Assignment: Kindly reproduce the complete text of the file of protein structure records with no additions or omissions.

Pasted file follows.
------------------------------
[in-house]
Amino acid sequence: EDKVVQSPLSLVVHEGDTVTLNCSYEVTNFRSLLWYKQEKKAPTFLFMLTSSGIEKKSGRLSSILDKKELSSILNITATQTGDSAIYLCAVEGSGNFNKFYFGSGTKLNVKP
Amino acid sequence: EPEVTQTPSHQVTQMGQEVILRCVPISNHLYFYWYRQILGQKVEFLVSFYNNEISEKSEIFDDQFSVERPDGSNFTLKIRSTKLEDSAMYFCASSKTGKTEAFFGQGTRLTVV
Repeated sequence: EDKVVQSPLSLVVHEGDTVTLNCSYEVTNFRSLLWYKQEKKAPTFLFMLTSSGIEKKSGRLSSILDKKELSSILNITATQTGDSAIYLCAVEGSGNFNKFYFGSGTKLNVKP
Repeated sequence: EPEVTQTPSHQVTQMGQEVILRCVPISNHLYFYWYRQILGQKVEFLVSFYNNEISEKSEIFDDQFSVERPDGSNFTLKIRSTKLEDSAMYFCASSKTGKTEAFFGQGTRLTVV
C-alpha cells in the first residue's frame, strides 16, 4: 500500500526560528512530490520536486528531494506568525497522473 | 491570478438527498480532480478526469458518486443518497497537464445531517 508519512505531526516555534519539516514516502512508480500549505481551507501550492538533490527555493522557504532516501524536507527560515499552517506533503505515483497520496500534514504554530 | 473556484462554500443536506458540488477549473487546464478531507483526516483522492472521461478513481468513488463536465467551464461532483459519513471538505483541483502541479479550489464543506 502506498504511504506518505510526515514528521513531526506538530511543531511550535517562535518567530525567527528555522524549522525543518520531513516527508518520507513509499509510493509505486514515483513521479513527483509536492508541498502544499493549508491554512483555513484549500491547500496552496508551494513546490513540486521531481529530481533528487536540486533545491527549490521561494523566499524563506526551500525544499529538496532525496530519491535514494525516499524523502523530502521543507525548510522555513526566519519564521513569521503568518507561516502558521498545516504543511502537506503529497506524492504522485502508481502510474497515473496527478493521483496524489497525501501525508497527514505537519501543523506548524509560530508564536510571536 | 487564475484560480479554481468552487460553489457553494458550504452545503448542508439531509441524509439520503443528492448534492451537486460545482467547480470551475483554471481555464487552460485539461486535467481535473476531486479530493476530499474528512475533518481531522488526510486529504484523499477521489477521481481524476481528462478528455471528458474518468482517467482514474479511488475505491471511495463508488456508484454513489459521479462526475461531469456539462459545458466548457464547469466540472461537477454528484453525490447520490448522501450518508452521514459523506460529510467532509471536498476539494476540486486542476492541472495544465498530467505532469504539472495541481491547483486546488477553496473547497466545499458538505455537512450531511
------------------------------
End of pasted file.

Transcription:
[in-house]
Amino acid sequence: EDKVVQSPLSLVVHEGDTVTLNCSYEVTNFRSLLWYKQEKKAPTFLFMLTSSGIEKKSGRLSSILDKKELSSILNITATQTGDSAIYLCAVEGSGNFNKFYFGSGTKLNVKP
Amino acid sequence: EPEVTQTPSHQVTQMGQEVILRCVPISNHLYFYWYRQILGQKVEFLVSFYNNEISEKSEIFDDQFSVERPDGSNFTLKIRSTKLEDSAMYFCASSKTGKTEAFFGQGTRLTVV
Repeated sequence: EDKVVQSPLSLVVHEGDTVTLNCSYEVTNFRSLLWYKQEKKAPTFLFMLTSSGIEKKSGRLSSILDKKELSSILNITATQTGDSAIYLCAVEGSGNFNKFYFGSGTKLNVKP
Repeated sequence: EPEVTQTPSHQVTQMGQEVILRCVPISNHLYFYWYRQILGQKVEFLVSFYNNEISEKSEIFDDQFSVERPDGSNFTLKIRSTKLEDSAMYFCASSKTGKTEAFFGQGTRLTVV
C-alpha cells in the first residue's frame, strides 16, 4: 500500500526560528512530490520536486528531494506568525497522473 | 491570478438527498480532480478526469458518486443518497497537464445531517 508519512505531526516555534519539516514516502512508480500549505481551507501550492538533490527555493522557504532516501524536507527560515499552517506533503505515483497520496500534514504554530 | 473556484462554500443536506458540488477549473487546464478531507483526516483522492472521461478513481468513488463536465467551464461532483459519513471538505483541483502541479479550489464543506 502506498504511504506518505510526515514528521513531526506538530511543531511550535517562535518567530525567527528555522524549522525543518520531513516527508518520507513509499509510493509505486514515483513521479513527483509536492508541498502544499493549508491554512483555513484549500491547500496552496508551494513546490513540486521531481529530481533528487536540486533545491527549490521561494523566499524563506526551500525544499529538496532525496530519491535514494525516499524523502523530502521543507525548510522555513526566519519564521513569521503568518507561516502558521498545516504543511502537506503529497506524492504522485502508481502510474497515473496527478493521483496524489497525501501525508497527514505537519501543523506548524509560530508564536510571536 | 487564475484560480479554481468552487460553489457553494458550504452545503448542508439531509441524509439520503443528492448534492451537486460545482467547480470551475483554471481555464487552460485539461486535467481535473476531486479530493476530499474528512475533518481531522488526510486529504484523499477521489477521481481524476481528462478528455471528458474518468482517467482514474479511488475505491471511495463508488456508484454513489459521479462526475461531469456539462459545458466548457464547469466540472461537477454528484453525490447520490448522501450518508452521514459523506460529510467532509471536498476539494476540486486542476492541472495544465498530467505532469504539472495541481491547483486546488477553496473547497466545499458538505455537512450531511